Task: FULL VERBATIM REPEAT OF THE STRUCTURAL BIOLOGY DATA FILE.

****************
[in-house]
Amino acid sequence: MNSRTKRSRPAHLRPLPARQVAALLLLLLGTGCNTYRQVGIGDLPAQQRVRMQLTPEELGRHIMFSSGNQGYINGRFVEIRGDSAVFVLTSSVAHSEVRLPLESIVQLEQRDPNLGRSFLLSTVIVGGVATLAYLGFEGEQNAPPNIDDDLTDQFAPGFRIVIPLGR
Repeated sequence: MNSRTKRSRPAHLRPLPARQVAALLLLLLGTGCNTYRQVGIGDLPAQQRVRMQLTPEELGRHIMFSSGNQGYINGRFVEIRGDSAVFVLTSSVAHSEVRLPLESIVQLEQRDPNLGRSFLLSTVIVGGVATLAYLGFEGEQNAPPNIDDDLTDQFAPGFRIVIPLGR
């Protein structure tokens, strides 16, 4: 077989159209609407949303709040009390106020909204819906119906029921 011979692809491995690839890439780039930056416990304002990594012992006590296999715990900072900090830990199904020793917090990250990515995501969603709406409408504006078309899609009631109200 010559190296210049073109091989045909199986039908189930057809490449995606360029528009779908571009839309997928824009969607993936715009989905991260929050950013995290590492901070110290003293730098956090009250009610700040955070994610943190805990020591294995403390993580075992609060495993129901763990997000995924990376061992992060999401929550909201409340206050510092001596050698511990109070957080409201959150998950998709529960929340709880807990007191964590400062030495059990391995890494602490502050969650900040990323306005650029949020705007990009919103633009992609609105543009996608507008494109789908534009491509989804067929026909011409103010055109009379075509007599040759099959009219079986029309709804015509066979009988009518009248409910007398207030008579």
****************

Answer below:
[in-house]
Amino acid sequence: MNSRTKRSRPAHLRPLPARQVAALLLLLLGTGCNTYRQVGIGDLPAQQRVRMQLTPEELGRHIMFSSGNQGYINGRFVEIRGDSAVFVLTSSVAHSEVRLPLESIVQLEQRDPNLGRSFLLSTVIVGGVATLAYLGFEGEQNAPPNIDDDLTDQFAPGFRIVIPLGR
Repeated sequence: MNSRTKRSRPAHLRPLPARQVAALLLLLLGTGCNTYRQVGIGDLPAQQRVRMQLTPEELGRHIMFSSGNQGYINGRFVEIRGDSAVFVLTSSVAHSEVRLPLESIVQLEQRDPNLGRSFLLSTVIVGGVATLAYLGFEGEQNAPPNIDDDLTDQFAPGFRIVIPLGR
């Protein structure tokens, strides 16, 4: 077989159209609407949303709040009390106020909204819906119906029921 011979692809491995690839890439780039930056416990304002990594012992006590296999715990900072900090830990199904020793917090990250990515995501969603709406409408504006078309899609009631109200 010559190296210049073109091989045909199986039908189930057809490449995606360029528009779908571009839309997928824009969607993936715009989905991260929050950013995290590492901070110290003293730098956090009250009610700040955070994610943190805990020591294995403390993580075992609060495993129901763990997000995924990376061992992060999401929550909201409340206050510092001596050698511990109070957080409201959150998950998709529960929340709880807990007191964590400062030495059990391995890494602490502050969650900040990323306005650029949020705007990009919103633009992609609105543009996608507008494109789908534009491509989804067929026909011409103010055109009379075509007599040759099959009219079986029309709804015509066979009988009518009248409910007398207030008579």